NHL Trade Rumours: Top Trade Scenarios for Kris Versteeg
As the Toronto Maple Leafs continue to toil in whatever falls just below mediocrity, it's that time of the year to ship out the few pieces that still have some value.
The Leafs currently sit 27th in the 30-team NHL, and have only a second-round pick in the first three rounds of the NHL Entry Draft this summer.
Kris Versteeg, who came to Toronto during the great dismantling of the 2010 Stanley Cup Champion Chicago Blackhawks, is one of the players the Leafs may choose to trade before the deadline on February 28th.
Versteeg has 12 goals and 18 assists in 39 games so far this season, but his plus/minus rating is a dismal minus-10. He's been a bright spot in several games, but has completely disappeared frequently as well.
Despite his inconsistent play, Versteeg is an attractive option for many potential playoff teams looking to bolster their forward lines.
On top of that, his experience winning the Cup with the Blackhawks last season could be invaluable, especially to young teams with limited playoff seasoning.
Let's take a look at some possible Versteeg destinations, and what kind of return the Leafs might expect.
Washington Capitals: Trade for Eric Fehr
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Kris Versteeg to the Washington Capitals for Eric Fehr could be a winner for both sides.
The Leafs would receive a big, physical winger who hasn't quite lived up to the expectations the Capitals had when they drafted him 18th overall in 2003.
Fehr had back-to-back 50-goal seasons in the WHL, including a 111-point performance in his final junior year. Since turning pro, he's only had 20 goals once, but the potential to become a great player is still there.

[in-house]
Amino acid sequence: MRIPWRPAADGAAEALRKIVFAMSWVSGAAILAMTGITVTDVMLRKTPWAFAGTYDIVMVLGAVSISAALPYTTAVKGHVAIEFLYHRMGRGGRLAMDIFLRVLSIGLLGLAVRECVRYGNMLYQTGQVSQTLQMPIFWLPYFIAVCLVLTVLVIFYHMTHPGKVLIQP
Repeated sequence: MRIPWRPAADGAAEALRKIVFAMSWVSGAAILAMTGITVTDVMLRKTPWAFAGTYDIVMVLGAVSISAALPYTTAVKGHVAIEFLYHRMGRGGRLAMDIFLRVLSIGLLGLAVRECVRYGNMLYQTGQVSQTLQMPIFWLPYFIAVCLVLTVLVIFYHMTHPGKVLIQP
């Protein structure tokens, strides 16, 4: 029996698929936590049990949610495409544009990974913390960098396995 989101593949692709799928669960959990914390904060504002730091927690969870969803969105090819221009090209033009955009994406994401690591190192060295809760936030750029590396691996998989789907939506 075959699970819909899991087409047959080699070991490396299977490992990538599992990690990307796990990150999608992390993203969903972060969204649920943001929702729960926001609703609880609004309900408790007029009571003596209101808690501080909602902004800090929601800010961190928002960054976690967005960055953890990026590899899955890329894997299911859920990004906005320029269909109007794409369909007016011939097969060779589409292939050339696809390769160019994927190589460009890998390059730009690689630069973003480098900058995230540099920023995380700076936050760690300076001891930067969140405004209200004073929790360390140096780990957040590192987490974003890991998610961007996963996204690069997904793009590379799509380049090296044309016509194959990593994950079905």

It won't happen in Washington though, because he's stuck on the third line behind the likes of Alex Ovechkin, Nicklas Backstrom and Alex Semin.
He could be a great fit for Toronto.
Washington would receive a proven winner, which is something they've lacked as they've developed a reputation of being perennial playoff chokers the last few seasons.
Versteeg's versatility as a reliable player on a checking or scoring line would fit well in Washington's lineup, and his agitator status would be effective in drawing penalties to put the Caps potent power play on the ice.
New York Rangers: Trade for Mats Zuccarello Aasen
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Mats Zuccarello Aasen, the Norwegian Hobbit, had his way with the Swedish Elite League, winning the SEL equivalent of the Ted Lindsey (Lester Pearson) Award last season as a 22-year old. In a league that only counts primary assists, he put up 23 goals and 64 points in 55 games.
If that isn't the kind of young, offensive potential the Leafs desperately need, I don't know what is. He could be the left winger feeding Phil Kessel on Toronto's top line for many years to come.